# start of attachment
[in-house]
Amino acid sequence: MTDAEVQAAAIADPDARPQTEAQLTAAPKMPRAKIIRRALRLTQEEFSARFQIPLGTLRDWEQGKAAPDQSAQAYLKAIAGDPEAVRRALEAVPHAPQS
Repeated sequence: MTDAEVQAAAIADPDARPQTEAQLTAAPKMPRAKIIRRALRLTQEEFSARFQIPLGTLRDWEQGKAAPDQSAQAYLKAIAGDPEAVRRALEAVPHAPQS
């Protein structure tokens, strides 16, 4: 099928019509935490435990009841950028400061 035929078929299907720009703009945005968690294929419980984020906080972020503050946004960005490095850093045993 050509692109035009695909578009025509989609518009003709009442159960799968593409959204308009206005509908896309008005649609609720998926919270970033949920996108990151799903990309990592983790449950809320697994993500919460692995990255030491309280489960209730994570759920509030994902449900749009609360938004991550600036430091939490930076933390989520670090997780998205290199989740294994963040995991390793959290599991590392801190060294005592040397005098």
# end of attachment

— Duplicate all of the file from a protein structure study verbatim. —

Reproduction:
[in-house]
Amino acid sequence: MTDAEVQAAAIADPDARPQTEAQLTAAPKMPRAKIIRRALRLTQEEFSARFQIPLGTLRDWEQGKAAPDQSAQAYLKAIAGDPEAVRRALEAVPHAPQS
Repeated sequence: MTDAEVQAAAIADPDARPQTEAQLTAAPKMPRAKIIRRALRLTQEEFSARFQIPLGTLRDWEQGKAAPDQSAQAYLKAIAGDPEAVRRALEAVPHAPQS
């Protein structure tokens, strides 16, 4: 099928019509935490435990009841950028400061 035929078929299907720009703009945005968690294929419980984020906080972020503050946004960005490095850093045993 050509692109035009695909578009025509989609518009003709009442159960799968593409959204308009206005509908896309008005649609609720998926919270970033949920996108990151799903990309990592983790449950809320697994993500919460692995990255030491309280489960209730994570759920509030994902449900749009609360938004991550600036430091939490930076933390989520670090997780998205290199989740294994963040995991390793959290599991590392801190060294005592040397005098």